b/ Billie Holiday (Tricky / Verve Re-Mix)
“Strange Fruit” is a song performed most famously by
Billie Holiday, who first sang and recorded it in 1939.
Written by teacher Abel Meeropol as a poem and published in 1937,
it protested American racism, particularly the lynching of African Americans.
Such lynchings had reached a peak in the South at the turn of the century, but continued there and in other regions of the United States.
According to the Tuskegee Institute, 1,953 Americans were murdered by lynching, about three quarters of them black.
The lyrics are an extended metaphor linking a tree’s fruit with lynching victims.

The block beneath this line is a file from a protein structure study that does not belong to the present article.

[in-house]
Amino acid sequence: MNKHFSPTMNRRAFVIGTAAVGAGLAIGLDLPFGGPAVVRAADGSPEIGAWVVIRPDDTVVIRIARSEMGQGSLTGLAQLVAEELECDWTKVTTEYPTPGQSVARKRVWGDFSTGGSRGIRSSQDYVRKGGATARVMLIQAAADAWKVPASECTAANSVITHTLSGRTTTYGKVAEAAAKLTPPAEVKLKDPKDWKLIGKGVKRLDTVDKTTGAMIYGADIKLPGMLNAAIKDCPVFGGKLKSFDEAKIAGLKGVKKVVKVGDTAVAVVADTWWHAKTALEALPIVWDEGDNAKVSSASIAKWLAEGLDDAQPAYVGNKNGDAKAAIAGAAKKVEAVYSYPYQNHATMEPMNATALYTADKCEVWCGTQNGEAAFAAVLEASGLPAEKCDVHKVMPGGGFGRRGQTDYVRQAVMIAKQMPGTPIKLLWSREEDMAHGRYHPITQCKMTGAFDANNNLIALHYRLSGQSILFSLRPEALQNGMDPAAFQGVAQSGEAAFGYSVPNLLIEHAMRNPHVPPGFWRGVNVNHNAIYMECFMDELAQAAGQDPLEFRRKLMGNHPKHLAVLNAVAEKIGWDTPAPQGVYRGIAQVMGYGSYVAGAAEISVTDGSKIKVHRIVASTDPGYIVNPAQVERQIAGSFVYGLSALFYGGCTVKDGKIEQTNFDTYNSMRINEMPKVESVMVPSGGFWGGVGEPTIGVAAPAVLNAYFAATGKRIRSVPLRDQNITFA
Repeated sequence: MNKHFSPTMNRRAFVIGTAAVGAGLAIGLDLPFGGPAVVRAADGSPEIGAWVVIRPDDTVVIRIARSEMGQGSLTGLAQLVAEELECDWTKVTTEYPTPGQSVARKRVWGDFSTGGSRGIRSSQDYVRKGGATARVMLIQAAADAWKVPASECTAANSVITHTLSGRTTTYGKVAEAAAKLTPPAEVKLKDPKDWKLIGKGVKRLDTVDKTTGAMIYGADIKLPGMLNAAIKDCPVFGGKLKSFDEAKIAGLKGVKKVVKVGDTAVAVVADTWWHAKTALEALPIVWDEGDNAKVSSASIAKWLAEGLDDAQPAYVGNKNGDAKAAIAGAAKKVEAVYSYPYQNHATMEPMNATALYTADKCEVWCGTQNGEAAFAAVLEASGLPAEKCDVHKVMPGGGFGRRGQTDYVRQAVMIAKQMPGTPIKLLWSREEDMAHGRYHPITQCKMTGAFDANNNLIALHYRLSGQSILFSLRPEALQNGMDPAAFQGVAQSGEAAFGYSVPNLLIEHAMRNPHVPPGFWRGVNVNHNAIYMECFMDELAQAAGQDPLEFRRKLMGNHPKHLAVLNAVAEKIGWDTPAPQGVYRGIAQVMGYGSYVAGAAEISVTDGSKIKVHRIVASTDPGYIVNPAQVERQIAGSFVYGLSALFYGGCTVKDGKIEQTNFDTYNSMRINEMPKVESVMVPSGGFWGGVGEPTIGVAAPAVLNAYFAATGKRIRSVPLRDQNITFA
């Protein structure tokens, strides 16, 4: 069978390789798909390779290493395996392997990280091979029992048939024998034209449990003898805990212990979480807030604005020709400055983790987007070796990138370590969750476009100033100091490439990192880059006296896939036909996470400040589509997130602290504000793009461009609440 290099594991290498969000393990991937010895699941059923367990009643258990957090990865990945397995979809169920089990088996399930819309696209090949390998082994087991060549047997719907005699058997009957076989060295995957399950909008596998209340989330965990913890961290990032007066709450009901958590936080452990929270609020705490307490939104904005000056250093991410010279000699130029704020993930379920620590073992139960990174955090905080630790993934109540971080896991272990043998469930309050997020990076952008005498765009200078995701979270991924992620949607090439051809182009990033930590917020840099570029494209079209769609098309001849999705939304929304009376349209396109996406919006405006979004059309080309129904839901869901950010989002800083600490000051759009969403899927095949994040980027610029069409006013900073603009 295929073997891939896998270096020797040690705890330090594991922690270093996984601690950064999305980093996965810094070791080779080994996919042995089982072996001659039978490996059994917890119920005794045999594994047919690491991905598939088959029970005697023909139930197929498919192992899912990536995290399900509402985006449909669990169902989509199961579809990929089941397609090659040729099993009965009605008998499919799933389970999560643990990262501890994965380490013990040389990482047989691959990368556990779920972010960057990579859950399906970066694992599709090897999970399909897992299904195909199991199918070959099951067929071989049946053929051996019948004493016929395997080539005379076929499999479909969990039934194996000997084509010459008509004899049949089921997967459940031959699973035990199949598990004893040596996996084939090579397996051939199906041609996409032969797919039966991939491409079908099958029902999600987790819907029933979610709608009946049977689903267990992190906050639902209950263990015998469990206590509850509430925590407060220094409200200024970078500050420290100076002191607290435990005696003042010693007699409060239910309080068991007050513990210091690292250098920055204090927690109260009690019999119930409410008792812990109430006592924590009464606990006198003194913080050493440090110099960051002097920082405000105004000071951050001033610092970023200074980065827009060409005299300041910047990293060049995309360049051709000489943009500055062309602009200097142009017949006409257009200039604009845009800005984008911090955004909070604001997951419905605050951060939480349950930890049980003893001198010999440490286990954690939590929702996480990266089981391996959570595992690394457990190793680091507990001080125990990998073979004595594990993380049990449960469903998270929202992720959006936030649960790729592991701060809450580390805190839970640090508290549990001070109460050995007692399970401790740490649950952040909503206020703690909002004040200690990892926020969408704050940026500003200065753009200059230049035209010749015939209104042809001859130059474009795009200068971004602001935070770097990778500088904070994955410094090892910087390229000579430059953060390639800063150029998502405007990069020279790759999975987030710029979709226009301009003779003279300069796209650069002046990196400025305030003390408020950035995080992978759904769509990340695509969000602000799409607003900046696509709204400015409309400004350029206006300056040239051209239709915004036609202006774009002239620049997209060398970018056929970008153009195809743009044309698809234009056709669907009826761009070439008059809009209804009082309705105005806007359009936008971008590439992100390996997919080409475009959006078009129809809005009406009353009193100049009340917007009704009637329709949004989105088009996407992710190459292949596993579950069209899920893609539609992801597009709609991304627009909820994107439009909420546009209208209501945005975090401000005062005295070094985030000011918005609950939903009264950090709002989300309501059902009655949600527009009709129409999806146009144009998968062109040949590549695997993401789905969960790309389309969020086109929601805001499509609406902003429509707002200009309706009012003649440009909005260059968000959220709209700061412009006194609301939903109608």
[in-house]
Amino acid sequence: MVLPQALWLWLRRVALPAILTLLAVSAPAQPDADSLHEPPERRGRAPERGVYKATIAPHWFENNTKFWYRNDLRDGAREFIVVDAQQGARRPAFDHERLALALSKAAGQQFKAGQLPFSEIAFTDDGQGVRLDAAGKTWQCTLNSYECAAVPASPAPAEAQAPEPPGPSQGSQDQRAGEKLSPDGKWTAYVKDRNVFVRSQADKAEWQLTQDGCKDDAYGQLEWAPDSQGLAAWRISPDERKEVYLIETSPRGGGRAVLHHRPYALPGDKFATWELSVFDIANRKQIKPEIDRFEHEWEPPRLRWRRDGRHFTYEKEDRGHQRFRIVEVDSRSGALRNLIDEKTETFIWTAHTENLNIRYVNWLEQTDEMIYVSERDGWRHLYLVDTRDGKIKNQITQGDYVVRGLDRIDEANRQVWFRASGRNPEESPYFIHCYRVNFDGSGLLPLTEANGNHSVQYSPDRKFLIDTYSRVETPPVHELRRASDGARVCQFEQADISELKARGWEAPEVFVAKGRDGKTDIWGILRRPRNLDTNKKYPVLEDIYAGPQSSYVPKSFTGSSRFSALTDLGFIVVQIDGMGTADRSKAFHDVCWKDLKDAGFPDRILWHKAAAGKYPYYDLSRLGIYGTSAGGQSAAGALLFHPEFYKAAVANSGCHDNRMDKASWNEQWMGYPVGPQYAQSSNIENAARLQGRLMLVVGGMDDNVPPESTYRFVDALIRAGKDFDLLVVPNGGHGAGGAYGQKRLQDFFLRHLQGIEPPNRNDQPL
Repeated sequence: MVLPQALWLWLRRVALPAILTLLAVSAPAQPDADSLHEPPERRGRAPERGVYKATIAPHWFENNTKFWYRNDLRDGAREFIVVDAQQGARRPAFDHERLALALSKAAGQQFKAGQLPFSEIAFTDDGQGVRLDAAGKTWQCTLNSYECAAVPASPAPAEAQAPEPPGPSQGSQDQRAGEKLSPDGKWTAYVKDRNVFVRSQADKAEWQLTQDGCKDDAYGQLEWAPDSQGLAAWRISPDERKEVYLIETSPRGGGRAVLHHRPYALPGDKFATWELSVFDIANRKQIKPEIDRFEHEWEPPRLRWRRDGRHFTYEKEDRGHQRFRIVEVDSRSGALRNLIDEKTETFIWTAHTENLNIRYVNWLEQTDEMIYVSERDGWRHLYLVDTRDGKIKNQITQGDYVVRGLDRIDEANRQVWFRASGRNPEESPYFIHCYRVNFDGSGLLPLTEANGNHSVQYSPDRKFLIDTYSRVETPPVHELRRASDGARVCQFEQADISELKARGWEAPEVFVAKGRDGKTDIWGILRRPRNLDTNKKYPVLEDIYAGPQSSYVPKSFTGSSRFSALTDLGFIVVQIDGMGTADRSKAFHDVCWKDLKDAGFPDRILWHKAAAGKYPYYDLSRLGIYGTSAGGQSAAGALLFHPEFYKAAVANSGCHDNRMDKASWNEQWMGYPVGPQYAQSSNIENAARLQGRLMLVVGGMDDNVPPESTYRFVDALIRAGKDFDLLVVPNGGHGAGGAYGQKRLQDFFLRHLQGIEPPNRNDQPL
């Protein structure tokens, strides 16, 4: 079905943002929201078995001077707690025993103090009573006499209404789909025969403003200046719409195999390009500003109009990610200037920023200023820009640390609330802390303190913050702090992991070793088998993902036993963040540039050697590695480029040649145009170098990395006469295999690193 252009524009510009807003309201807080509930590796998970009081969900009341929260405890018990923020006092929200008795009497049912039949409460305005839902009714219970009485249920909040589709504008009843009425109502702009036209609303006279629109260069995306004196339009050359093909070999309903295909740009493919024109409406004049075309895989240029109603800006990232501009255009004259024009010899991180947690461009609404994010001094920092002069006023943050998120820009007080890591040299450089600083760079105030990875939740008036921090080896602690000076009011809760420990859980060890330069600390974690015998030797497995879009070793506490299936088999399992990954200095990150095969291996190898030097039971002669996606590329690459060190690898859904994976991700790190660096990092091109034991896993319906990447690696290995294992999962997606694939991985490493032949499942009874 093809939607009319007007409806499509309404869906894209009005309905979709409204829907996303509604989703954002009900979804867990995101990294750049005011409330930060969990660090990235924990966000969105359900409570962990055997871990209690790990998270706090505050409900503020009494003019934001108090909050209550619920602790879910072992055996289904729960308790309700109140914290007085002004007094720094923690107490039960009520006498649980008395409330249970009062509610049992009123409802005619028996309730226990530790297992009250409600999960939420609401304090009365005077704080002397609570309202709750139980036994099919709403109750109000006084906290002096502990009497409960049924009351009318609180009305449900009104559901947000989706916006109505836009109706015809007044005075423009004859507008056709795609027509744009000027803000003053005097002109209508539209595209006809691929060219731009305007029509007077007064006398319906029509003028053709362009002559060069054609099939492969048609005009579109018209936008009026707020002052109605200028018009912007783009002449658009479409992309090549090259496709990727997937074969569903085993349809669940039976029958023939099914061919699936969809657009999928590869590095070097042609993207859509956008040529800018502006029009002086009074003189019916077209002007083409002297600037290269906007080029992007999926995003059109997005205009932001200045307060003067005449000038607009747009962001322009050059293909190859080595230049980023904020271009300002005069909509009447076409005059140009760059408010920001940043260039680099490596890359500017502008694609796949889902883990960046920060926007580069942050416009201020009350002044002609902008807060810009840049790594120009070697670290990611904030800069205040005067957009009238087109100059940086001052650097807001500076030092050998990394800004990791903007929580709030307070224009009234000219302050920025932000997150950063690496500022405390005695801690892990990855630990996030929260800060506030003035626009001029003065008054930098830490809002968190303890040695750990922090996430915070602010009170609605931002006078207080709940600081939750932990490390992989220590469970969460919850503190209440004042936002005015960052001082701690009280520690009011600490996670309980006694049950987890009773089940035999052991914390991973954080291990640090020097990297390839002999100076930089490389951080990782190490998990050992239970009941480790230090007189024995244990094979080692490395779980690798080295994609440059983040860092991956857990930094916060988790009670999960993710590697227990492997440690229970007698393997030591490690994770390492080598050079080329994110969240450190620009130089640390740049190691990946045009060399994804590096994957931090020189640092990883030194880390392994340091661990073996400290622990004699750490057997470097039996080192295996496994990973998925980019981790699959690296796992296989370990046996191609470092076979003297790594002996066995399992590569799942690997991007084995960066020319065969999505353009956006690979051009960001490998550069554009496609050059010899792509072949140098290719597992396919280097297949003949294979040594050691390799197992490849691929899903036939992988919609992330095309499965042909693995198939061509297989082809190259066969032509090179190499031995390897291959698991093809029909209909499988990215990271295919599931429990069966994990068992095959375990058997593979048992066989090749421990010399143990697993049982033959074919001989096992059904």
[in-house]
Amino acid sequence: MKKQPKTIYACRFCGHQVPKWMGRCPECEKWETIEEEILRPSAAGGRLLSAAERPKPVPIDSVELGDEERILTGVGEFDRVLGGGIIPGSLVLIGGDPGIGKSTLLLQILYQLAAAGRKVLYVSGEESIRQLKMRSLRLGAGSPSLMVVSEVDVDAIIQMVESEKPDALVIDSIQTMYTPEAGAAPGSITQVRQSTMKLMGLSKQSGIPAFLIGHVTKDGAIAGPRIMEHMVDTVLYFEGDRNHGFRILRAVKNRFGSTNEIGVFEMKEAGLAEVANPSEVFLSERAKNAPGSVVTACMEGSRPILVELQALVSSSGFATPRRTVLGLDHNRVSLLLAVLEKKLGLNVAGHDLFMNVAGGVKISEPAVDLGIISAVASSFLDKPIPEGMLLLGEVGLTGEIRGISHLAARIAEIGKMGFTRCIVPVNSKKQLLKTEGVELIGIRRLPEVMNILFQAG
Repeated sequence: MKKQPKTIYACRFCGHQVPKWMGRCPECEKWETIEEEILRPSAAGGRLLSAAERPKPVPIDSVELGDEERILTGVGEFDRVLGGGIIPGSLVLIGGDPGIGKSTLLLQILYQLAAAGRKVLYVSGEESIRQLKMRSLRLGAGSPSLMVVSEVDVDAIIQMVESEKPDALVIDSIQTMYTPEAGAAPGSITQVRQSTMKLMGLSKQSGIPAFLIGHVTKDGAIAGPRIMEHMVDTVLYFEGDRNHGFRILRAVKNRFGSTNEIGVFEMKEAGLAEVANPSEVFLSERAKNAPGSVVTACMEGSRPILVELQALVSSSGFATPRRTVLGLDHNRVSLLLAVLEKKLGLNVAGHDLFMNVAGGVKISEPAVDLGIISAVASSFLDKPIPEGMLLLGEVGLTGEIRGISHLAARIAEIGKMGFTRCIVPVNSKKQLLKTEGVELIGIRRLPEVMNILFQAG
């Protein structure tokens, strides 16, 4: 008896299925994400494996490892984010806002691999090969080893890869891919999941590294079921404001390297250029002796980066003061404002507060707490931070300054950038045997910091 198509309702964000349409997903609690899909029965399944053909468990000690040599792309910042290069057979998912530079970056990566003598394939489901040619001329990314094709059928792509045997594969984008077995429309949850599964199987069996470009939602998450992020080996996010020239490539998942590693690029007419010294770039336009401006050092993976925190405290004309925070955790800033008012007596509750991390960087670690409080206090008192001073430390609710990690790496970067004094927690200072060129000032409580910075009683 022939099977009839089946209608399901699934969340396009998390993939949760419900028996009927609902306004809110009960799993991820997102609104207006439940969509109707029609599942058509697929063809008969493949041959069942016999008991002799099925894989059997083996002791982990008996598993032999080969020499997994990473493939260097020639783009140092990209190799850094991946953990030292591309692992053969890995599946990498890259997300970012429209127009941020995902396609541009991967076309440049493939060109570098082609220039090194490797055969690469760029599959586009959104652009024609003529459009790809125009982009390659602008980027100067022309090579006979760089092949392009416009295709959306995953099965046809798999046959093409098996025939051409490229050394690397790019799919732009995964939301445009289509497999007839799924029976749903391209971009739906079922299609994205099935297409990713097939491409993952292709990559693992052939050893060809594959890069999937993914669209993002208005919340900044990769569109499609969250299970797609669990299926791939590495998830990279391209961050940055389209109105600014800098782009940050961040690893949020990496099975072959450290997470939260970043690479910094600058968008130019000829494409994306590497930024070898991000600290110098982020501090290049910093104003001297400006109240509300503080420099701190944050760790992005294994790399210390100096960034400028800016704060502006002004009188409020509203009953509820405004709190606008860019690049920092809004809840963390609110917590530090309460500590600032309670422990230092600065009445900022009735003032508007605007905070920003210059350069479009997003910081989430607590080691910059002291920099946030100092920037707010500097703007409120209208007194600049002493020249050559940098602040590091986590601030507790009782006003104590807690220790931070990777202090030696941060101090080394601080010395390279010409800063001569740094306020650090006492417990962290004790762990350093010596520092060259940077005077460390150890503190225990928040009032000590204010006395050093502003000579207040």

Meeropol set it to music and, with his wife and the singer
Laura Duncan, performed it as a protest song in New York City venues in the late 1930s, including Madison Square Garden.
The song continues to be covered by numerous artists, including
Siouxsie and the Banshees
Robert Wyatt and
Dee Dee Bridgewater
and has inspired novels, other poems, and other creative works.
1978 — Holiday’s version inducted into the Grammy Hall of Fame.
and was included on the list of Songs of the Century.
Ahmet Ertegun called “Strange Fruit”
A DECLARATION OF WAR
THE BEGINNING OF THE CIVIL RIGHTS MOVEMENT.